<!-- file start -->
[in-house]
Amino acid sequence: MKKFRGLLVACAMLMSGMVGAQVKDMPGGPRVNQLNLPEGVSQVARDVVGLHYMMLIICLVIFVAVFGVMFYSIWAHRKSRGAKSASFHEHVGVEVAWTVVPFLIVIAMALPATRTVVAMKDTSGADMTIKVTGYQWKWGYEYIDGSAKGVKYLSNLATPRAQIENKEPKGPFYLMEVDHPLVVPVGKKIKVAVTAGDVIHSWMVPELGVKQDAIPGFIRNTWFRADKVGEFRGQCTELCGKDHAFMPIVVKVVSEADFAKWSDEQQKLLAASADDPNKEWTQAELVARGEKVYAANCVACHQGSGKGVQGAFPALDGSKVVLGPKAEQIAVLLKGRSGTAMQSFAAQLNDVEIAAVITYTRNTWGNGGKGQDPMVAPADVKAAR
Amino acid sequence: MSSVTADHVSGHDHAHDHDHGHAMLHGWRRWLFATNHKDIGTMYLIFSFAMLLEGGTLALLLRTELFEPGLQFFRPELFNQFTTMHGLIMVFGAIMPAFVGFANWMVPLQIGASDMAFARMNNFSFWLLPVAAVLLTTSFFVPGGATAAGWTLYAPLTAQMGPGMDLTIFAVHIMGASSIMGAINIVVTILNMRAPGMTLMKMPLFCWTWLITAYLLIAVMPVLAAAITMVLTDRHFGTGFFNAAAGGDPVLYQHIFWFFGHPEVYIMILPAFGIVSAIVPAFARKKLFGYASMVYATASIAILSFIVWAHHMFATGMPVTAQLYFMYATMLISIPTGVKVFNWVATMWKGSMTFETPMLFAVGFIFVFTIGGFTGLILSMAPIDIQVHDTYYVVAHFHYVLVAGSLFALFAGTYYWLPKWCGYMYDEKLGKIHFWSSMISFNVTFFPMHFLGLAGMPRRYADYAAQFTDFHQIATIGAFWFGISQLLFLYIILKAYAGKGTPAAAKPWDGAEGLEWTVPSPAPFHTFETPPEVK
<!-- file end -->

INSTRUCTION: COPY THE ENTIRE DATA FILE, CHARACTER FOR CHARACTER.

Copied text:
[in-house]
Amino acid sequence: MKKFRGLLVACAMLMSGMVGAQVKDMPGGPRVNQLNLPEGVSQVARDVVGLHYMMLIICLVIFVAVFGVMFYSIWAHRKSRGAKSASFHEHVGVEVAWTVVPFLIVIAMALPATRTVVAMKDTSGADMTIKVTGYQWKWGYEYIDGSAKGVKYLSNLATPRAQIENKEPKGPFYLMEVDHPLVVPVGKKIKVAVTAGDVIHSWMVPELGVKQDAIPGFIRNTWFRADKVGEFRGQCTELCGKDHAFMPIVVKVVSEADFAKWSDEQQKLLAASADDPNKEWTQAELVARGEKVYAANCVACHQGSGKGVQGAFPALDGSKVVLGPKAEQIAVLLKGRSGTAMQSFAAQLNDVEIAAVITYTRNTWGNGGKGQDPMVAPADVKAAR
Amino acid sequence: MSSVTADHVSGHDHAHDHDHGHAMLHGWRRWLFATNHKDIGTMYLIFSFAMLLEGGTLALLLRTELFEPGLQFFRPELFNQFTTMHGLIMVFGAIMPAFVGFANWMVPLQIGASDMAFARMNNFSFWLLPVAAVLLTTSFFVPGGATAAGWTLYAPLTAQMGPGMDLTIFAVHIMGASSIMGAINIVVTILNMRAPGMTLMKMPLFCWTWLITAYLLIAVMPVLAAAITMVLTDRHFGTGFFNAAAGGDPVLYQHIFWFFGHPEVYIMILPAFGIVSAIVPAFARKKLFGYASMVYATASIAILSFIVWAHHMFATGMPVTAQLYFMYATMLISIPTGVKVFNWVATMWKGSMTFETPMLFAVGFIFVFTIGGFTGLILSMAPIDIQVHDTYYVVAHFHYVLVAGSLFALFAGTYYWLPKWCGYMYDEKLGKIHFWSSMISFNVTFFPMHFLGLAGMPRRYADYAAQFTDFHQIATIGAFWFGISQLLFLYIILKAYAGKGTPAAAKPWDGAEGLEWTVPSPAPFHTFETPPEVK